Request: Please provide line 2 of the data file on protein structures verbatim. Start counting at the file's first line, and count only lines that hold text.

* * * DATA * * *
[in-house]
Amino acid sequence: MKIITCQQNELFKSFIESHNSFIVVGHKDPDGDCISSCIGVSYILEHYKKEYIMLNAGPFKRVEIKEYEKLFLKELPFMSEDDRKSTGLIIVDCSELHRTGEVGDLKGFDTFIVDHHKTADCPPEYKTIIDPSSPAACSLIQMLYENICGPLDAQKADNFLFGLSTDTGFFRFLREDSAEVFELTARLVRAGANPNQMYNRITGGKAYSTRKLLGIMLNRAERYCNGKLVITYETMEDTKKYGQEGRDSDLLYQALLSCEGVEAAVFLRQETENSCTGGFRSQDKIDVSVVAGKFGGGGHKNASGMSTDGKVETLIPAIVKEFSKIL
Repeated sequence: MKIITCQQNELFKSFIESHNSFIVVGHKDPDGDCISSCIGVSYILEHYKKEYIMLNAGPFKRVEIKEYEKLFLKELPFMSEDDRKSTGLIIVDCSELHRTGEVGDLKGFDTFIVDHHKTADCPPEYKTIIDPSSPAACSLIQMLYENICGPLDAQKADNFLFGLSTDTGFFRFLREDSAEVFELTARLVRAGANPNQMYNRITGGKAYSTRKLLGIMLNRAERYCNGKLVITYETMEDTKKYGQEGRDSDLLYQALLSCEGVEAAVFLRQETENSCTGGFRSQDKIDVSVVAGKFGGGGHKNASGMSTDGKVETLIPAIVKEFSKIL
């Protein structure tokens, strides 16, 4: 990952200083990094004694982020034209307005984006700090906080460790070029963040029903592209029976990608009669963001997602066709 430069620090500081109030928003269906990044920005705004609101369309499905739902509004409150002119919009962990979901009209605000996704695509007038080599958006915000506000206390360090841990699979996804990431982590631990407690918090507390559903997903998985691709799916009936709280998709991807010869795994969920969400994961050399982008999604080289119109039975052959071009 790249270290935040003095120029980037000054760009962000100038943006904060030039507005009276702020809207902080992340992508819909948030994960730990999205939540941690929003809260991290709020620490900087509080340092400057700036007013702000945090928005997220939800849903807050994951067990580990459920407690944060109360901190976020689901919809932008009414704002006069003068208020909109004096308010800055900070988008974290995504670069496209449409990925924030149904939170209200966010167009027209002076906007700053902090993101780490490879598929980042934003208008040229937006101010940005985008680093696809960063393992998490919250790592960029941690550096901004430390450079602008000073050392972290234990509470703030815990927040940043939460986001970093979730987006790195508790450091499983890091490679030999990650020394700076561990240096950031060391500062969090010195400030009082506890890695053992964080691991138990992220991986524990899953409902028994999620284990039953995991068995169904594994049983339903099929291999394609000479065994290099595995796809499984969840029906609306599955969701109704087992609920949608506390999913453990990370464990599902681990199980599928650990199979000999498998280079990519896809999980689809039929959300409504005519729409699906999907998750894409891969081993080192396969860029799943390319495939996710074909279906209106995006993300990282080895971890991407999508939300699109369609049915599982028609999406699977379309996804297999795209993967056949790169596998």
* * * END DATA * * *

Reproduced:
Amino acid sequence: MKIITCQQNELFKSFIESHNSFIVVGHKDPDGDCISSCIGVSYILEHYKKEYIMLNAGPFKRVEIKEYEKLFLKELPFMSEDDRKSTGLIIVDCSELHRTGEVGDLKGFDTFIVDHHKTADCPPEYKTIIDPSSPAACSLIQMLYENICGPLDAQKADNFLFGLSTDTGFFRFLREDSAEVFELTARLVRAGANPNQMYNRITGGKAYSTRKLLGIMLNRAERYCNGKLVITYETMEDTKKYGQEGRDSDLLYQALLSCEGVEAAVFLRQETENSCTGGFRSQDKIDVSVVAGKFGGGGHKNASGMSTDGKVETLIPAIVKEFSKIL